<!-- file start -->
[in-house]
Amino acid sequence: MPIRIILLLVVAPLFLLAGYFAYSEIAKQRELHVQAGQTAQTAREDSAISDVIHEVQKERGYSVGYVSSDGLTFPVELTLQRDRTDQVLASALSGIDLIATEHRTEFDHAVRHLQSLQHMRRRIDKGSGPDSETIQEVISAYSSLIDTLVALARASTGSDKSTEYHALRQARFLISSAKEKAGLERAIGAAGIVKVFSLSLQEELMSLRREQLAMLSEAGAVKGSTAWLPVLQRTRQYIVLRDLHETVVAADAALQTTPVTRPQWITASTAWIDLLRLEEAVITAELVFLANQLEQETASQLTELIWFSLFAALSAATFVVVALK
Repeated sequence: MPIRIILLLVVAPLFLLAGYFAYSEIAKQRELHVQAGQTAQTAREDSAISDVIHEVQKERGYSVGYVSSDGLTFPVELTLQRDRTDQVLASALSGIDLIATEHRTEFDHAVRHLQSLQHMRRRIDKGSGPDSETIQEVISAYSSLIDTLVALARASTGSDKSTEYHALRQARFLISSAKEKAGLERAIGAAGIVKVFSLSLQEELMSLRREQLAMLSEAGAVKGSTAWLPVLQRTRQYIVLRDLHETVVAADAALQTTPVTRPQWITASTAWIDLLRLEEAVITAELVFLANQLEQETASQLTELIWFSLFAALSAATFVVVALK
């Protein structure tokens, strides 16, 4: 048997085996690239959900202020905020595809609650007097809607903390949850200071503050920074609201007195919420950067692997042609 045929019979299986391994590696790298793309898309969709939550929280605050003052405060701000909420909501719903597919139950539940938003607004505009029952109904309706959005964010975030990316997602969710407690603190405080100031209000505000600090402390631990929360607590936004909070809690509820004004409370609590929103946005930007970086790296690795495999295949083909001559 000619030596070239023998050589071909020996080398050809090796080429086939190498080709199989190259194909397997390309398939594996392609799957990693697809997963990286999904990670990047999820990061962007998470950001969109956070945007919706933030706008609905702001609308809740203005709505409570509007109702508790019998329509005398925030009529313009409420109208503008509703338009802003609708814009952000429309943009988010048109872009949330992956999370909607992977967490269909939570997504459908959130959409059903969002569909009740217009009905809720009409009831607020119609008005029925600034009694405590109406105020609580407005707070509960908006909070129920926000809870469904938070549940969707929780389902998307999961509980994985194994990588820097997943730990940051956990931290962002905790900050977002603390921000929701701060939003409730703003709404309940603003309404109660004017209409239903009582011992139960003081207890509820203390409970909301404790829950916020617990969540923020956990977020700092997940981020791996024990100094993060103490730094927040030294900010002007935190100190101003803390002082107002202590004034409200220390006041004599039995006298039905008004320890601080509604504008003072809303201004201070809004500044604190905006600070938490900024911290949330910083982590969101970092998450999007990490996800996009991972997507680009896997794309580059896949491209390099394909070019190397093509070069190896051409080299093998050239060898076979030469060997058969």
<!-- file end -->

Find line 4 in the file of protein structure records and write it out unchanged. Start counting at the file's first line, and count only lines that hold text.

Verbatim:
């Protein structure tokens, strides 16, 4: 048997085996690239959900202020905020595809609650007097809607903390949850200071503050920074609201007195919420950067692997042609 045929019979299986391994590696790298793309898309969709939550929280605050003052405060701000909420909501719903597919139950539940938003607004505009029952109904309706959005964010975030990316997602969710407690603190405080100031209000505000600090402390631990929360607590936004909070809690509820004004409370609590929103946005930007970086790296690795495999295949083909001559 000619030596070239023998050589071909020996080398050809090796080429086939190498080709199989190259194909397997390309398939594996392609799957990693697809997963990286999904990670990047999820990061962007998470950001969109956070945007919706933030706008609905702001609308809740203005709505409570509007109702508790019998329509005398925030009529313009409420109208503008509703338009802003609708814009952000429309943009988010048109872009949330992956999370909607992977967490269909939570997504459908959130959409059903969002569909009740217009009905809720009409009831607020119609008005029925600034009694405590109406105020609580407005707070509960908006909070129920926000809870469904938070549940969707929780389902998307999961509980994985194994990588820097997943730990940051956990931290962002905790900050977002603390921000929701701060939003409730703003709404309940603003309404109660004017209409239903009582011992139960003081207890509820203390409970909301404790829950916020617990969540923020956990977020700092997940981020791996024990100094993060103490730094927040030294900010002007935190100190101003803390002082107002202590004034409200220390006041004599039995006298039905008004320890601080509604504008003072809303201004201070809004500044604190905006600070938490900024911290949330910083982590969101970092998450999007990490996800996009991972997507680009896997794309580059896949491209390099394909070019190397093509070069190896051409080299093998050239060898076979030469060997058969």